Trinity Sunday 

12th June 2022


Today’s readings have been chosen to reflect different aspects of the Trinity. I wonder what they might also say about our relation with the earth.

The first reading from Proverbs introduces us to God as creator and to Wisdom as the aspect of God that co-exists alongside creation. The reading displays the dynamic partnership that exists between God and creation and which seeks in particular to embrace the human race. Wisdom is there to make sense of creation and to pass that divine understanding on to those who are willing to hear. Those who hear and engage with Wisdom will learn how the world could and should be. 

Psalm 8 presents a similar message where it is made clear that mortals, humanity have a special role in God’s creation. This is a particular calling to seek out and understand the beauty and wonder of creation and to care for it accordingly. This is a wisdom that will act as a ‘bulwark because of your foes, to silence the enemy and the avenger’. The wisdom that God’s people can seek and find in creation is one that will produce solutions to the problems we face, that will enable harmony and peace to be realised here in earth. 

However in the human time frame, such wisdom does not exempt us from strife and suffering. We know that even when Jesus took on our human form, he was not exempt from suffering. As we try and follow his example, we should not expect exemption either, but as Paul writes we have faith and hope to sustain us. And that we have been been filled with God’s love through the outpouring of the Holy Spirit. The world’s suffering should not dishearten us (although it is easy to have moments when we feel totally overcome) but rather should spur is on to seek and act upon God’s wisdom. So it is that, time and again, in John’s Gospel, Jesus reminds  us that the Holy Spirit will inspire and equip us, and guide us into an ever deepening relationship with God the Trinity.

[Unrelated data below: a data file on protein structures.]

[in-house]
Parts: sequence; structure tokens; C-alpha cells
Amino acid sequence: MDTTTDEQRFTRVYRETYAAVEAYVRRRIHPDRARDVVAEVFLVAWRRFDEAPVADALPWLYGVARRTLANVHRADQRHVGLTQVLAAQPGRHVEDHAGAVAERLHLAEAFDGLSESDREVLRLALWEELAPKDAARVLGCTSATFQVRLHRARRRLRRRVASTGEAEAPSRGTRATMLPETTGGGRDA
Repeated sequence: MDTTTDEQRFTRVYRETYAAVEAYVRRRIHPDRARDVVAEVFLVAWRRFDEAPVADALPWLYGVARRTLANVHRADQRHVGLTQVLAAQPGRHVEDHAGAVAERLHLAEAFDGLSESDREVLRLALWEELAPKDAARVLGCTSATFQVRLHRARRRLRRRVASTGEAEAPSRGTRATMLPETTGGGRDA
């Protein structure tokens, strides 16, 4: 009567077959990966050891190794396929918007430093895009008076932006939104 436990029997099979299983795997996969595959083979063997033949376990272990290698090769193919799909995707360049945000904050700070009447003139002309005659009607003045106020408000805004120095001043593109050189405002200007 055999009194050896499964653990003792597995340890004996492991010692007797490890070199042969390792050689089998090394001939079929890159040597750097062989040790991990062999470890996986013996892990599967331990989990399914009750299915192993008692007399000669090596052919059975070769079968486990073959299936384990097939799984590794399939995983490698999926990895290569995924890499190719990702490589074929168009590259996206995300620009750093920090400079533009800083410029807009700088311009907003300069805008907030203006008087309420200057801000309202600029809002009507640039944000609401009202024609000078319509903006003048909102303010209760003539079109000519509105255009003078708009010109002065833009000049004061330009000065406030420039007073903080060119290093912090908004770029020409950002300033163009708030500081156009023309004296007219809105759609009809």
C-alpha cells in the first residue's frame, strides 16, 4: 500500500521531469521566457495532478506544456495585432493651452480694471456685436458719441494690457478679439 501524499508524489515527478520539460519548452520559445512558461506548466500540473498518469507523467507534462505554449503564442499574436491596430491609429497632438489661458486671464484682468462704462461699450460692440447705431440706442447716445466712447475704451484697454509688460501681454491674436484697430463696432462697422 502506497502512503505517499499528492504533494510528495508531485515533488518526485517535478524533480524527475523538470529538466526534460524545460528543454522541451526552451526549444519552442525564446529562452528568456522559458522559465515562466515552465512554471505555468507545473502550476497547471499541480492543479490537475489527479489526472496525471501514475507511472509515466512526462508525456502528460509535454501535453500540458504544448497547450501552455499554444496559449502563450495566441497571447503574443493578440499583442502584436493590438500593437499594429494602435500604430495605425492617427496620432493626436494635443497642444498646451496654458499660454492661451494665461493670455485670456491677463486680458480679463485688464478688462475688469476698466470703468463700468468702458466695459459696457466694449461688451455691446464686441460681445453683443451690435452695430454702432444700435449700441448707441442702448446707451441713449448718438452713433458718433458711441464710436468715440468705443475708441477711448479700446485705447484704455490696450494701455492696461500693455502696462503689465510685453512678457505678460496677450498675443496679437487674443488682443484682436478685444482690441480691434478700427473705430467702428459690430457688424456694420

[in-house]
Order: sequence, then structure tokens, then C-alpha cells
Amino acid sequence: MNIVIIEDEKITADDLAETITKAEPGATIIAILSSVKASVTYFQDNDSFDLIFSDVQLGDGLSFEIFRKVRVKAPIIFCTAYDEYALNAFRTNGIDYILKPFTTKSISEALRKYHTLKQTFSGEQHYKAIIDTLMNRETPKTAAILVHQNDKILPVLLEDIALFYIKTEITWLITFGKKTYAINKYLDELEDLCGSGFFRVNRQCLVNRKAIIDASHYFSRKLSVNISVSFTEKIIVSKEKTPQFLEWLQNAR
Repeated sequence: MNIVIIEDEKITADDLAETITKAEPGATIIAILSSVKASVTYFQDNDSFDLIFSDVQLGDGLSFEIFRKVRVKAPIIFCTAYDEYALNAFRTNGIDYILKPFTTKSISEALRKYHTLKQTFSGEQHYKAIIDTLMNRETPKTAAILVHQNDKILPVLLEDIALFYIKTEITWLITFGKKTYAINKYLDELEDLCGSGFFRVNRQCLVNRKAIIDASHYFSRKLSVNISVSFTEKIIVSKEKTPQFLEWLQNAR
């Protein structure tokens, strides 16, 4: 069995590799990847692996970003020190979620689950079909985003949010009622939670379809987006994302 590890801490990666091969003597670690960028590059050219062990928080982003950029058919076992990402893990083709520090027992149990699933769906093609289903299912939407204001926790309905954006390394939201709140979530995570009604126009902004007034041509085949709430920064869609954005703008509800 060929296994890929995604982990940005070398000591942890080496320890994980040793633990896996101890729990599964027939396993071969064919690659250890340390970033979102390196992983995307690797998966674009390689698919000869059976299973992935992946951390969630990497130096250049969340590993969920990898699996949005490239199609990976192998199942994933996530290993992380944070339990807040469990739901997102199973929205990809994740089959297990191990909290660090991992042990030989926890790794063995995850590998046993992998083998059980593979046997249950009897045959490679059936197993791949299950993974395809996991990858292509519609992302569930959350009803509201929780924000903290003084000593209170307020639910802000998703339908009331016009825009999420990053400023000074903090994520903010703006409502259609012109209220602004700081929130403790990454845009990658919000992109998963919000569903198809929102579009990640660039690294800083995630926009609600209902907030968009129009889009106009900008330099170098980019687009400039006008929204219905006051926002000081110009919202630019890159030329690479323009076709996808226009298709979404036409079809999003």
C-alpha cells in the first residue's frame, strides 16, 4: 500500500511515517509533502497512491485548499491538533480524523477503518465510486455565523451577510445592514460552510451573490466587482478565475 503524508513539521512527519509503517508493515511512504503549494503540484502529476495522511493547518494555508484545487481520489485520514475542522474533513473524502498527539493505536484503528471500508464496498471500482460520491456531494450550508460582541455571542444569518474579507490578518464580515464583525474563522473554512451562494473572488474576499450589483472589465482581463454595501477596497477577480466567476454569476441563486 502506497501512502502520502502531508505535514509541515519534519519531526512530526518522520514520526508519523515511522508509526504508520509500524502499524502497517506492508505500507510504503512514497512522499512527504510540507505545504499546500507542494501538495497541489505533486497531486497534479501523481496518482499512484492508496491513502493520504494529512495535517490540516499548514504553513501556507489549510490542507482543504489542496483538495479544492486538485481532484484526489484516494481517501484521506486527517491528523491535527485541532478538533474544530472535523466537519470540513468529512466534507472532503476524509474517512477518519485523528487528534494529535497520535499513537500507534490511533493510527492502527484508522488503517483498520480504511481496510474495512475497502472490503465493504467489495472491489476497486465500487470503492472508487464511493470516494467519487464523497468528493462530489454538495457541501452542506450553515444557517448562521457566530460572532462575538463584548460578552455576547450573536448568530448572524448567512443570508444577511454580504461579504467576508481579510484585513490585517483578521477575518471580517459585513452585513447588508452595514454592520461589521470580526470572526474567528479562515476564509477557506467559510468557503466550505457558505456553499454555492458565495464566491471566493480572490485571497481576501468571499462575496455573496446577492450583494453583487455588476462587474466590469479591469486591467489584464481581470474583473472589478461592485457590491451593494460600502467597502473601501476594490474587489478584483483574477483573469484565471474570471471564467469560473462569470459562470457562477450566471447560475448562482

The features of the divine trinity – communication, harmony, dynamism – are reflected in the relationship between God and creation and humanity.

Proverbs 8:1-4, 22-31

Does not wisdom call,
and does not understanding raise her voice?

On the heights, beside the way,
at the crossroads she takes her stand;

beside the gates in front of the town,
at the entrance of the portals she cries out:

“To you, O people, I call,
and my cry is to all that live.

The Lord created me at the beginning of his work,
the first of his acts of long ago.

Ages ago I was set up,
at the first, before the beginning of the earth.

When there were no depths I was brought forth,
when there were no springs abounding with water.

Before the mountains had been shaped,
before the hills, I was brought forth–

when he had not yet made earth and fields,
or the world’s first bits of soil.

When he established the heavens, I was there,
when he drew a circle on the face of the deep,

when he made firm the skies above,
when he established the fountains of the deep,

when he assigned to the sea its limit,
so that the waters might not transgress his command,

when he marked out the foundations of the earth,
then I was beside him, like a master worker;

and I was daily his delight,
rejoicing before him always,

rejoicing in his inhabited world
and delighting in the human race.”

Psalm 8

 O Lord, our Sovereign,
    how majestic is your name in all the earth!

You have set your glory above the heavens.

    Out of the mouths of babes and infants
you have founded a bulwark because of your foes,
    to silence the enemy and the avenger.

When I look at your heavens, the work of your fingers,
    the moon and the stars that you have established;

what are human beings that you are mindful of them,
    mortals that you care for them?

Yet you have made them a little lower than God,
    and crowned them with glory and honour.

You have given them dominion over the works of your hands;
    you have put all things under their feet,

all sheep and oxen,
    and also the beasts of the field,

the birds of the air, and the fish of the sea,
    whatever passes along the paths of the seas.

O Lord, our Sovereign,
    how majestic is your name in all the earth!

Romans 5:1-5